Does Canada’s military justice system need an update? | Tim Dunne
Wednesday, May 17, 2017 @ 3:20 PM | By Tim Dunne
But not everyone agrees.
The Canadian practice of military law hangs its organizational hat on the 25-year-old Supreme Court of Canada decision in R. v. Généreux, which stated that the military needs a “separate system of military tribunals ... to allow the Armed Forces to deal with matters that pertain directly to the discipline, efficiency and morale of the military,” through its own service tribunals to enforce breaches of military discipline expeditiously and more severely than civilians committing the same infractions outside military jurisdiction: R. v. Généreux  1 S.C.R. 259. Critics believe that the CSD has not remained current with contemporary Canadian values and point to a number of issues where military law falls beneath the bar for fairness and justice.
Perhaps the result of the law of unintended consequences, but the NDA gives an undeserved escape clause to military personnel who commit sexual assault. Plea negotiations within the criminal jurisdiction may result in a reduced or suspended sentence, but the individual would be left with a criminal conviction. However, military members can be charged with sexual assault under NDA s. 130, (service trial of civilian offences), and concurrently with a lesser charge, normally “harassment,” under s. 129, (conduct to the prejudice of good order and discipline). The plea negotiation conducted by prosecution and defence counsel, both JAG officers, has resulted in the primary charge being stayed and the accused pleading guilty to the lesser charge. The accused escapes a criminal record and being listed on the National Sex Offender Registry merely by being charged under the National Defence Act and not the Criminal Code.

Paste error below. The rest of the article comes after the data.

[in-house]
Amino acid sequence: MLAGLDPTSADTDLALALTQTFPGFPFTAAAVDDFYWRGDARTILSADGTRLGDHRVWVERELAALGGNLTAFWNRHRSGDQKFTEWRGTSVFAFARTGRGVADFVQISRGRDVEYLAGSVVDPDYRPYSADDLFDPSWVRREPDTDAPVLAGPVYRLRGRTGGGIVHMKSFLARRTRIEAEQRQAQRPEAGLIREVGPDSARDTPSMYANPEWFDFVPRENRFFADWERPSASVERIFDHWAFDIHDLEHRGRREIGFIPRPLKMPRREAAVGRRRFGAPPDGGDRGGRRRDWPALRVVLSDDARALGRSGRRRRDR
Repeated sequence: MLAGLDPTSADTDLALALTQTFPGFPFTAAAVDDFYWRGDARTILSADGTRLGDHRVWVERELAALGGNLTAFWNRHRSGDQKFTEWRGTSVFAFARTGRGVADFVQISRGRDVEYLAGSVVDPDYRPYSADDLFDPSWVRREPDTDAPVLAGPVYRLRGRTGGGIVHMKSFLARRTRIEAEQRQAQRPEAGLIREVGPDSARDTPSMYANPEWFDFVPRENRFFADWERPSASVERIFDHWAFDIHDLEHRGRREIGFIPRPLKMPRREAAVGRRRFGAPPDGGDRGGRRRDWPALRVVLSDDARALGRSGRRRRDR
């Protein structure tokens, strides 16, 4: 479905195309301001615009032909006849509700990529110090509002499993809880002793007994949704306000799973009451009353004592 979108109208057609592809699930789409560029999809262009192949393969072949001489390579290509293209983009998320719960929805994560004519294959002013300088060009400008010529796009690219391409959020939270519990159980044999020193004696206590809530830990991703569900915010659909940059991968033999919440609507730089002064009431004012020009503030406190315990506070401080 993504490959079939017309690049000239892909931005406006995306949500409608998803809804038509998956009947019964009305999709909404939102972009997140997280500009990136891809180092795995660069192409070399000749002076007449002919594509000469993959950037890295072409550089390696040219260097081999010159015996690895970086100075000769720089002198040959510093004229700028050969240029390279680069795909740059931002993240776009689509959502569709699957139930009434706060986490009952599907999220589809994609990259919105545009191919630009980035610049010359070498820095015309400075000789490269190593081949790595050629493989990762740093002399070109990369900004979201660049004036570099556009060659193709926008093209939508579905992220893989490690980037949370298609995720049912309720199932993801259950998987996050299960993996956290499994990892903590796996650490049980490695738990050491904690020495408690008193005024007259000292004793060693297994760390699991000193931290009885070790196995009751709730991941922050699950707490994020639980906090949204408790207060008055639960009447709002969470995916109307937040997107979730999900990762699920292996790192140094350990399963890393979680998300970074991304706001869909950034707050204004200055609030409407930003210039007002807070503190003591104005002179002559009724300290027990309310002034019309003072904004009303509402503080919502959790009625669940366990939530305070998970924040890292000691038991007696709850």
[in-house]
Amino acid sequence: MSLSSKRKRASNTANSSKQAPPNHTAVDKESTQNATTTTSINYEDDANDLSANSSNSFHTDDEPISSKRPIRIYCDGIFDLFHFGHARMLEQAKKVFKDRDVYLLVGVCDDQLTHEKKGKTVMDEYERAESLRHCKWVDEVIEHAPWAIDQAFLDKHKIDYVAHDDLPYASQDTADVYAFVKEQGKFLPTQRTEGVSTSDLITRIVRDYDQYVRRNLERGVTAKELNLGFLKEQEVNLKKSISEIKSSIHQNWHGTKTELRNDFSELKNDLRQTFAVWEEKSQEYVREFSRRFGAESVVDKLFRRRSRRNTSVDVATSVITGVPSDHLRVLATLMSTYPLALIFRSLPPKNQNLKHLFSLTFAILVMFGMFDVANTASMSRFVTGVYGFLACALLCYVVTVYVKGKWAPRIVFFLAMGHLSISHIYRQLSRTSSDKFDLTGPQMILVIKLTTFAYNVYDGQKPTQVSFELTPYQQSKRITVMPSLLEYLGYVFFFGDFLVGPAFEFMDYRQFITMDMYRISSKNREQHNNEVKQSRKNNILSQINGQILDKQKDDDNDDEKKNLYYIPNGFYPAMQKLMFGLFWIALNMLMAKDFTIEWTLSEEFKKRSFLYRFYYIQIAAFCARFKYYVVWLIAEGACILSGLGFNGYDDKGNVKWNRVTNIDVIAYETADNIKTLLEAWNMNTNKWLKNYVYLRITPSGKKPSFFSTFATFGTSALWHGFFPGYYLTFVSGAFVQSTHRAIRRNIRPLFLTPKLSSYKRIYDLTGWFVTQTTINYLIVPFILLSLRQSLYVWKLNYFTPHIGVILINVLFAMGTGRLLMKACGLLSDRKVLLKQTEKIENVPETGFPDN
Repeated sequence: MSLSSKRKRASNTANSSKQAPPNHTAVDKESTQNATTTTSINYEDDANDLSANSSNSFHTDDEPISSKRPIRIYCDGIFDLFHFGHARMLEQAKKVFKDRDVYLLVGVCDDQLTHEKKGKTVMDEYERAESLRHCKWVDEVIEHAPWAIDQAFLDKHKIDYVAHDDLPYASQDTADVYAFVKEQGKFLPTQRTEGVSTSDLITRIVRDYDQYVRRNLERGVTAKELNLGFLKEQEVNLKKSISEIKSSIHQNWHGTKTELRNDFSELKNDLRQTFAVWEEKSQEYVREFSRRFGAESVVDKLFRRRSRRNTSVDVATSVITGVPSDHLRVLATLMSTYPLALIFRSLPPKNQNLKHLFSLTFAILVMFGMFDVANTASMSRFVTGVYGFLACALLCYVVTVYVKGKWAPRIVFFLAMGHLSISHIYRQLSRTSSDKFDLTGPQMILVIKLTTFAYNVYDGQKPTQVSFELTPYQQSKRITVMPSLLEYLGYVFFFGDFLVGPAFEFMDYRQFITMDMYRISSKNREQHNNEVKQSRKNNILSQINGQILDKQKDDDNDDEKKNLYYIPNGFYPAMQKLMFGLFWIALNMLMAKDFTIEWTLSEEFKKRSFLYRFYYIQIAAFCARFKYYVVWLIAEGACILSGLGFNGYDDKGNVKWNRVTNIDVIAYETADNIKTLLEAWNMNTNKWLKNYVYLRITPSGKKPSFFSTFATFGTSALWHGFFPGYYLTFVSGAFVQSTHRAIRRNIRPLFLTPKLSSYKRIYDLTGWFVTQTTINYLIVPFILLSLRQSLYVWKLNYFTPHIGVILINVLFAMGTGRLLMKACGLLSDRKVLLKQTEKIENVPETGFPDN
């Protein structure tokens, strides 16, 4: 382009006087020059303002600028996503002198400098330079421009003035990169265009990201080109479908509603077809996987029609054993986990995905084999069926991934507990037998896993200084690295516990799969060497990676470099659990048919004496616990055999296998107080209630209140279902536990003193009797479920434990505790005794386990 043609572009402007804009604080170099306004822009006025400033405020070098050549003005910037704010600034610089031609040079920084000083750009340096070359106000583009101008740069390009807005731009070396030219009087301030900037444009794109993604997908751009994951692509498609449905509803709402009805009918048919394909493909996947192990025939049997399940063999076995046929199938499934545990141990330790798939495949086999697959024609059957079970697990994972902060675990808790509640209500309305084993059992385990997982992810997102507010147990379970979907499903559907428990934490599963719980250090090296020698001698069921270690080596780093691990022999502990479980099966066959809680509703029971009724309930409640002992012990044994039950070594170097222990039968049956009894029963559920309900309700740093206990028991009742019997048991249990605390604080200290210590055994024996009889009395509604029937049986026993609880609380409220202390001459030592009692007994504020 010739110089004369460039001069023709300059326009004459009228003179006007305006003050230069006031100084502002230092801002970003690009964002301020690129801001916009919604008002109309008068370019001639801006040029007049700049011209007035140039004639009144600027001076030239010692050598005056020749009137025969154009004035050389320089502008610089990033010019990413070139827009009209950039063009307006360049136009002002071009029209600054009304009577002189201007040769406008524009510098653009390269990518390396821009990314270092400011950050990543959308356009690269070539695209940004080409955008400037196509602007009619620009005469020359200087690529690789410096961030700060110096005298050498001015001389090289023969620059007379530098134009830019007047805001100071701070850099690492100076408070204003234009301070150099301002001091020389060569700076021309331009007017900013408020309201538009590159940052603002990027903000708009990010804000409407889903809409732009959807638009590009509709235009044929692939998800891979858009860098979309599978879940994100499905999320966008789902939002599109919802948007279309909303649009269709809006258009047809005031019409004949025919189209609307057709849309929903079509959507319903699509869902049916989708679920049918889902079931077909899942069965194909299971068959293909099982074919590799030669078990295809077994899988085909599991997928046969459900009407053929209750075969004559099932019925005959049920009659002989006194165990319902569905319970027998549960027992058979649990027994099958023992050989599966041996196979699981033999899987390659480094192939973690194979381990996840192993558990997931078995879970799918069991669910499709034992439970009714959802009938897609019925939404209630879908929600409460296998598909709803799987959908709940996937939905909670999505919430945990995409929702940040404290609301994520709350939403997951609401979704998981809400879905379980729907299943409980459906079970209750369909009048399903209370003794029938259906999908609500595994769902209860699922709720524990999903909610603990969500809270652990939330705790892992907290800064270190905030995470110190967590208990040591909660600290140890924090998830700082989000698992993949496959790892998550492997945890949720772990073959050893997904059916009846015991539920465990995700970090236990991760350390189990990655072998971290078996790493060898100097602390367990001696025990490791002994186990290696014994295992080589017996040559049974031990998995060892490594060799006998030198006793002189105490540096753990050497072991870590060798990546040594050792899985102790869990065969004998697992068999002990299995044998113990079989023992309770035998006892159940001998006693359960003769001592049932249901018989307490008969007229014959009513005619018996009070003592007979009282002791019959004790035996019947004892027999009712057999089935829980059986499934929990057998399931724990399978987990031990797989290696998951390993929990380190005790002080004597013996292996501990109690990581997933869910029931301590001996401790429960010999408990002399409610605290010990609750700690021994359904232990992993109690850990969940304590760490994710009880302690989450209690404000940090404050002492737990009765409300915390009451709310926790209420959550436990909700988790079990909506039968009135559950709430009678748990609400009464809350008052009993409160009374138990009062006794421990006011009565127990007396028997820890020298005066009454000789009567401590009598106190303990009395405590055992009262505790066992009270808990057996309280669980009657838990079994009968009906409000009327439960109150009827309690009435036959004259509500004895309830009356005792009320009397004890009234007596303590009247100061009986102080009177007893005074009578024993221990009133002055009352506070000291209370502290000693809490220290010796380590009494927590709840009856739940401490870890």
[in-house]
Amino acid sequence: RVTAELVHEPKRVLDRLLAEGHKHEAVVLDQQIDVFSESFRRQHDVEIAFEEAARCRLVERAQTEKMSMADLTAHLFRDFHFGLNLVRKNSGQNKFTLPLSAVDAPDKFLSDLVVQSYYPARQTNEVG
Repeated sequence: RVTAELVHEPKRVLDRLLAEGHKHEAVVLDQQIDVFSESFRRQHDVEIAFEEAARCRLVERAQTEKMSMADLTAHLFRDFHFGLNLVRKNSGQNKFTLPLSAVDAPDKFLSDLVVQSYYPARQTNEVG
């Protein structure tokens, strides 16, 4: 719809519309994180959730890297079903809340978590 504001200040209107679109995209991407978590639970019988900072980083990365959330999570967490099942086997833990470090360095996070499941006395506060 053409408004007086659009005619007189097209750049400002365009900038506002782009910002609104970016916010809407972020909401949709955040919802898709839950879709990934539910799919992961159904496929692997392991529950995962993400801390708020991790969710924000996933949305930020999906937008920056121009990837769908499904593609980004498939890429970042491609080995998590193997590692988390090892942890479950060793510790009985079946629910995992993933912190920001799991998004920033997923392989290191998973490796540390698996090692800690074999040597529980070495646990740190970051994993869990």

Canadian Victims Bill of Rights
The Canadian Victims Bill of Rights (CVBR) emphasizes that “crime has a harmful impact on victims and on society” and requires, in part, “that victims’ rights be considered throughout the criminal justice system;” to have her or his security considered; be protected from intimidation and retaliation; to present a victim impact statement; and to ask the court to consider a restitution order against the offender. But, the CVBR’s s. 18(3) has a surprising caveat: “This act does not apply in respect of offences that are service offences, as defined in subsection 2(1) of the National Defence Act, that are investigated or proceeded with under that act.”
Previously known as “summary trials,” summary proceedings are conducted by the service person’s commander, commanding officer or designated officer for less serious offences of a purely military nature, such as absence without leave (late for work) and insubordination (arguing with the supervisor). Only a few days of lectures by a legal officer empowers a commanding officer to conduct a summary proceeding and sentence the accused to as much as 30 days in detention, or to lesser punishment such as reduction in rank, a fine or a reprimand. The commanding officer alone determines the disposition of the allegations and decides the punishment, as judge, jury, defence and prosecution.
Civilianizing military justice
Nations are currently abandoning the peacetime use of traditional military justice and seeking recourse through criminal and civil jurisdictions.
- Britain, in 1948, made its judge advocate general position a civilian judicial officer of the High Court;
- Belgium, Germany, Austria, Sweden and France abolished military courts in peacetime;
- The Czech Republic refers military disciplinary issues to the civil judiciary;
- Finland conducts military prosecution by public prosecutors;
- Japan’s military personnel are subject to ordinary criminal law.
Canada has an all-volunteer military whose women and men have assisted with domestic emergencies and international deployments that are among the most lethal situations from peace support missions in the former Yugoslavia to war in Afghanistan.
Don’t our military personnel deserve a justice system that leaves behind the archaic disciplinary practices of the past and reflects Canadian values of the 21st century?
Tim Dunne is a retired military public affairs officer with a career spanning 32 years of regular force service and five as a reservist. He has served with the United Nations Emergency Force in the Middle East, the U.N. Peace Force in the former Yugoslavia, and NATO peace forces in Bosnia Herzegovina, FYR Macedonia and Albania. From 2000 to 2004 he was the chief of media operations for NATO’s Southern European Command in Naples, Italy. In 2007, he was appointed Nova Scotia’s first military affairs adviser, a position he held for several years. He has received numerous awards and distinctions for his military service, including Bulgaria’s Order of Loyal Service. He is currently a Halifax-based defence and security analyst and writer.